You may have recently applied for social security disability benefits, and can think of a million reasons why your case should be approved. However, the people making the decisions about your case have a number of reasons why they may not approve your benefits. Here are five reasons why your claim for social security benefits may be denied, and what you should do if that happens.
Your disability isn't severe enough
If your disability isn't likely to last at least 12 months, or isn't severe enough to result in your eventual death, your claim could be denied. The type of disability that you have must also prevent you from being able to do the type of work that you did before becoming disabled. If you are likely to recover from your disability in less than a year, and you can still work, your claim is likely to be denied.
On the other hand, if your disability falls under a group of medical conditions listed in the Compassionate Allowances program, your claim could not only be approved, but it could be approved more quickly than if you had a different type of disability. Compassionate Allowances are in place to provide benefits swiftly for people with severe or terminal disabilities such as acute forms of cancer or other severe illnesses. Your social security disability lawyer can help you determine whether your disability falls into this category, and your claim may be approved more quickly.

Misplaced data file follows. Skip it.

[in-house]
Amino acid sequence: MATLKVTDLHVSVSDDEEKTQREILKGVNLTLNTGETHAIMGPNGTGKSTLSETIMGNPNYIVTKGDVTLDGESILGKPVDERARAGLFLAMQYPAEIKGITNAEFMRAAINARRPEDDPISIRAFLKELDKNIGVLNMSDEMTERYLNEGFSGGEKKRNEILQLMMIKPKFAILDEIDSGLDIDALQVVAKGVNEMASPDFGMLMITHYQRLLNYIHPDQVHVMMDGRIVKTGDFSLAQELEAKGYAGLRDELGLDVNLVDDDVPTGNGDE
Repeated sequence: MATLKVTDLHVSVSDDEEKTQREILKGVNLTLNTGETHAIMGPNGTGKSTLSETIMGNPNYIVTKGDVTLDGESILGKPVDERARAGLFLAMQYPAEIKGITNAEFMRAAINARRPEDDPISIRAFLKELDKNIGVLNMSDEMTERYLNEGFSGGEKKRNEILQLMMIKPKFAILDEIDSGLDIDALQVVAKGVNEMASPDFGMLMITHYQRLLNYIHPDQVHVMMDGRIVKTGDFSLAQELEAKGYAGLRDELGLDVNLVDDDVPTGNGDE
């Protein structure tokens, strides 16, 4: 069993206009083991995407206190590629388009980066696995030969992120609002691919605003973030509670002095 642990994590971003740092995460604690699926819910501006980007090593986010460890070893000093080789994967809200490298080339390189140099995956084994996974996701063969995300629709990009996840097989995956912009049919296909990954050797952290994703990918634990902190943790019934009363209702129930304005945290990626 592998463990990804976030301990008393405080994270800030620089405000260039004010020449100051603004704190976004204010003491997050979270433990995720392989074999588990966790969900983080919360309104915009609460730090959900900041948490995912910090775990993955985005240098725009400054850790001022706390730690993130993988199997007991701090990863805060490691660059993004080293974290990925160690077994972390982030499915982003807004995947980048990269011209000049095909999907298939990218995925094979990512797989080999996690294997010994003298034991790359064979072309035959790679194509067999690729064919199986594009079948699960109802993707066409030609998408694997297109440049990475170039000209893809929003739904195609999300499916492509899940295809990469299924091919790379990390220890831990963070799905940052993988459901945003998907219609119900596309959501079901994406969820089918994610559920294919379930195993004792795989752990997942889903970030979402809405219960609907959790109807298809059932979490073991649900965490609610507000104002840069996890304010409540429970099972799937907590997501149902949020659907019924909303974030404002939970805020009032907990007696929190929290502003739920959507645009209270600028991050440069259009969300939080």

You don't follow prescribed therapies
If it's suspected that you aren't doing everything in your power to recover from your disability, your claim could be denied. This means that if your doctor prescribes therapies or treatments to you, and you fail to follow through with them without a valid, acceptable reason, your claim could be denied. Acceptable reasons include not being able to afford the treatment, or being physically incapable of undertaking the treatment.
It's important to discuss any problems you may have with undertaking your treatments with your doctor or disability lawyer, so that they can help ensure that you are not denied benefits unfairly.
You earn too much money
If you are still earning money while disabled, your claim for benefits could be denied. The amount you are allowed to earn while receiving social security disability benefits is $1070 per month, or $1800 for blind people. If you earn more than this, your benefits could be denied. Not sure if your income is considered earned income? Your social security lawyer can help you determine if you meet the earnings requirement for receiving benefits.
Your disability is based on an addiction to drugs or alcohol
The Social Security Administration will not approve disability claims where the disability is based on an addiction to drugs or alcohol. One of the primary factors that they consider when looking at your disability is whether you would still be disabled if you stopped using drugs or alcohol. If the answer is "no", your claim is likely to be denied. If you are disabled and also have a drug or alcohol addiction, speak to your social security physician or social security lawyer about your case to determine if you may still be eligible, especially if your disability is not related to your addiction.
You incurred your disability while committing a crime
If you became disabled while committing a crime or being involved in criminal activity, your claim could be denied. Also, if you are injured or become disabled while in prison, your claim is likely to be denied.
If your claim for social security disability benefits is denied for any reason, click here to investigate or contact your social security disability lawyer as soon as possible. You must appeal the decision within 60 days of receiving your decision letter from the Social Security Administration, and your attorney can help you make sure that you have everything you need in order to appeal.
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